Congress voted overwhelmingly July 16 to override a Presidential veto forcing enactment of HR 6331, the Medicare Improvements for Patients and Providers Act. The legislation makes changes favorable to lupus patients receiving benefits through the Medicare “Part D” prescription drug program.
The bill became law after the House voted 383 to 41 and the Senate voted 70 to 26 to override an earlier veto--in both cases far more votes than the two-thirds required by the U.S. Constitution.
This legislation was crafted over the last several months primarily to prevent a 10.6 percent cut in the payment rate to physicians who treat Medicare beneficiaries, the disabled and military personnel. The reimbursement reduction was scheduled by a previously enacted formula to go into effect on July 1, 2008. The bill prevented the cut and provided a 1.1 percent increase in the payment rate for 2009. Many physician groups said their members would not have been able to continue treating Medicare patients if the 10.6 percent reduction, and future scheduled reductions, had gone into effect. This bill is effective for 18 months, during which time many Members of Congress hope to develop a long-term solution to the Medicare physician reimbursement challenge.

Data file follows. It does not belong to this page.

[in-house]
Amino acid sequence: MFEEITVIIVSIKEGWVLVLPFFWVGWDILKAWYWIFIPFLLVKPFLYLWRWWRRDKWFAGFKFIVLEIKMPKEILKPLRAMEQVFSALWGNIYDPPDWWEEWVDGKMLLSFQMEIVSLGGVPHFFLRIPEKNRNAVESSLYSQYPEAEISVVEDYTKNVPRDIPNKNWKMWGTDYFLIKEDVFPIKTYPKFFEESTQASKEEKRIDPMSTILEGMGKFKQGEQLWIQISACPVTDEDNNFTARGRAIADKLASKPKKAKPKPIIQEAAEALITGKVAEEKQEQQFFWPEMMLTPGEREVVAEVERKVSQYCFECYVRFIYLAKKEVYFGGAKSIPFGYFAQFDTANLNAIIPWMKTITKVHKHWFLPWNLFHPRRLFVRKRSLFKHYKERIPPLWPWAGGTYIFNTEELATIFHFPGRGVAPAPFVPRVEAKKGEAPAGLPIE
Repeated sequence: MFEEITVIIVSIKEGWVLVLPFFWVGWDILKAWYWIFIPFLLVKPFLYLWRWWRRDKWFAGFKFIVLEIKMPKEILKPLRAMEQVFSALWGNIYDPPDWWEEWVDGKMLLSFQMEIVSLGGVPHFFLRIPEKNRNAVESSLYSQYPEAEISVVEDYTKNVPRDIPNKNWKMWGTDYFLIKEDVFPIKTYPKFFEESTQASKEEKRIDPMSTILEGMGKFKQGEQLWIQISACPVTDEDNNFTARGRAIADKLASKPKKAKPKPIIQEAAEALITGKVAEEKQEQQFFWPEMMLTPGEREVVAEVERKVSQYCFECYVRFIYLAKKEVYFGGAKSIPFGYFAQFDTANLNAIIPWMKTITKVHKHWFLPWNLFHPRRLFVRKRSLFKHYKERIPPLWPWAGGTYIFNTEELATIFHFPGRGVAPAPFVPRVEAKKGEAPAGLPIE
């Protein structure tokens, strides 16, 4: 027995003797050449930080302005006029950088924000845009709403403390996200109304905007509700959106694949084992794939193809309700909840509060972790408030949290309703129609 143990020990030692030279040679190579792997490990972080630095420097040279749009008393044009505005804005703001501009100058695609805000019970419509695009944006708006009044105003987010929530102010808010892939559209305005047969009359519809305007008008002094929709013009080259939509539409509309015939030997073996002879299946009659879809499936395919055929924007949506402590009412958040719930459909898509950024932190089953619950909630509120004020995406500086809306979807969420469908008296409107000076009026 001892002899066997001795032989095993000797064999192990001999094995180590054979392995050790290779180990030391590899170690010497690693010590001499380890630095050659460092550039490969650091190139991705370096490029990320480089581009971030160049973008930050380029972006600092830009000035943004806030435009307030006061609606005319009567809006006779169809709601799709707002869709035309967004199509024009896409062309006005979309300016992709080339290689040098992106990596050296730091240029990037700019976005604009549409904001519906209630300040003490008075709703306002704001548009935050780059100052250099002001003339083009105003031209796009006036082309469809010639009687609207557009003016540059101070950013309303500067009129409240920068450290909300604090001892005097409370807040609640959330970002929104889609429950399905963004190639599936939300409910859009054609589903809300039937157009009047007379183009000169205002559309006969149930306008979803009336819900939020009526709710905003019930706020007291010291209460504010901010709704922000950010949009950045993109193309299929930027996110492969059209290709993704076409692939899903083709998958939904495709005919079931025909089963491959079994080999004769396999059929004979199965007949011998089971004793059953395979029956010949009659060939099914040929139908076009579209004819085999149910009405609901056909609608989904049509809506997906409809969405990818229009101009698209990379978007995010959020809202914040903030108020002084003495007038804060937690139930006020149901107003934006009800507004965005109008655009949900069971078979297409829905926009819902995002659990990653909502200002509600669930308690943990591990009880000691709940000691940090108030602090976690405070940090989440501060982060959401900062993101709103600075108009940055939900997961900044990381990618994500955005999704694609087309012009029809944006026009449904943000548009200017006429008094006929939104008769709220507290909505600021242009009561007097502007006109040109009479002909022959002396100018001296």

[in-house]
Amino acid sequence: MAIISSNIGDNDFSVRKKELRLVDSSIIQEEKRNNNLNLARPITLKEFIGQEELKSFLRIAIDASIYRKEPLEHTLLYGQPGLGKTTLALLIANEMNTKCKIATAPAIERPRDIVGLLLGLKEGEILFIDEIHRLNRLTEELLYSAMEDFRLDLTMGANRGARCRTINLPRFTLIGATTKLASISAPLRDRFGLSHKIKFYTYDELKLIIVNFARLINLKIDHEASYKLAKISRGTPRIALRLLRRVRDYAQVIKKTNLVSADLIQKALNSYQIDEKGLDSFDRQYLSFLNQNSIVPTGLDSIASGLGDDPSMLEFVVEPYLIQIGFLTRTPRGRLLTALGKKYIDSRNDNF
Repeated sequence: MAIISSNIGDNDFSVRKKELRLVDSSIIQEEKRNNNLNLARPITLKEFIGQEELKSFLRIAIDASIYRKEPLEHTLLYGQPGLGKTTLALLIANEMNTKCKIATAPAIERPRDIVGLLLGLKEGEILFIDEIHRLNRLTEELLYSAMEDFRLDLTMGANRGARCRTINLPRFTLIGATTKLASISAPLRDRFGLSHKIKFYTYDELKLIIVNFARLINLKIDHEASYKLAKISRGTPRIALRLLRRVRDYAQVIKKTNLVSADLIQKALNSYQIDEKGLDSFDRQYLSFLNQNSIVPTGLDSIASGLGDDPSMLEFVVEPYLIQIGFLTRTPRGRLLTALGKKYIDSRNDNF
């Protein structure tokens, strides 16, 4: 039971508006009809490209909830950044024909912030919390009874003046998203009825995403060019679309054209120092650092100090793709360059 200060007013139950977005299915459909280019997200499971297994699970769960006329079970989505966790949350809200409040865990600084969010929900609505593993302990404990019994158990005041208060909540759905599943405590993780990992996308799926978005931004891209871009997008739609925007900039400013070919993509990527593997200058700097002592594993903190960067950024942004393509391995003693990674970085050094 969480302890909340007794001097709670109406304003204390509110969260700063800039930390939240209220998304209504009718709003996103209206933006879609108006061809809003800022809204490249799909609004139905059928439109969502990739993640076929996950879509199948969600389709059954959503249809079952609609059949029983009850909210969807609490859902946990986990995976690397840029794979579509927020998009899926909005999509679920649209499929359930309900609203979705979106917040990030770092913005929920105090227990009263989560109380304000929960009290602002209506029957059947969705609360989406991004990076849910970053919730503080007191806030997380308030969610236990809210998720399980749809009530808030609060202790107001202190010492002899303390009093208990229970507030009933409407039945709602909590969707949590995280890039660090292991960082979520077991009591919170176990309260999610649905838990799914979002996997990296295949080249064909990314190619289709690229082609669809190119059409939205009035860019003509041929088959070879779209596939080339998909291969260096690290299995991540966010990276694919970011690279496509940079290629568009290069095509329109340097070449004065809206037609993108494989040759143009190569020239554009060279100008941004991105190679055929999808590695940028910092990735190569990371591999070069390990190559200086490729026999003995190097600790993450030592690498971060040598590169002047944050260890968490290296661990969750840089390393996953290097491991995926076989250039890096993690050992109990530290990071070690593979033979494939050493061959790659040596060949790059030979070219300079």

The bill also contained changes to the Medicare Part D prescription drug program that may benefit lupus patients.
New provisions will make it easier for those on Medicare with conditions such as lupus to have access to medications not specifically approved for that indication—so-called “off-label” usage. Additionally, Part D health plans will now be required to cover most classes of drugs for chronic diseases, like lupus, through an expansion of the program’s “protected class” of drugs that all health plans must offer. Finally, the bill provides Part D coverage for benzodiazepines and barbiturates, which may be prescribed for lupus patients experiencing seizures or other conditions.
These three provisions are important gains for lupus patients covered under Medicare. You may wish to write your Member of Congress concerning his or her vote on this measure. To find out how they voted on the override legislation click here for members of the U.S. House of Representatives or here for members of the U.S. Senate.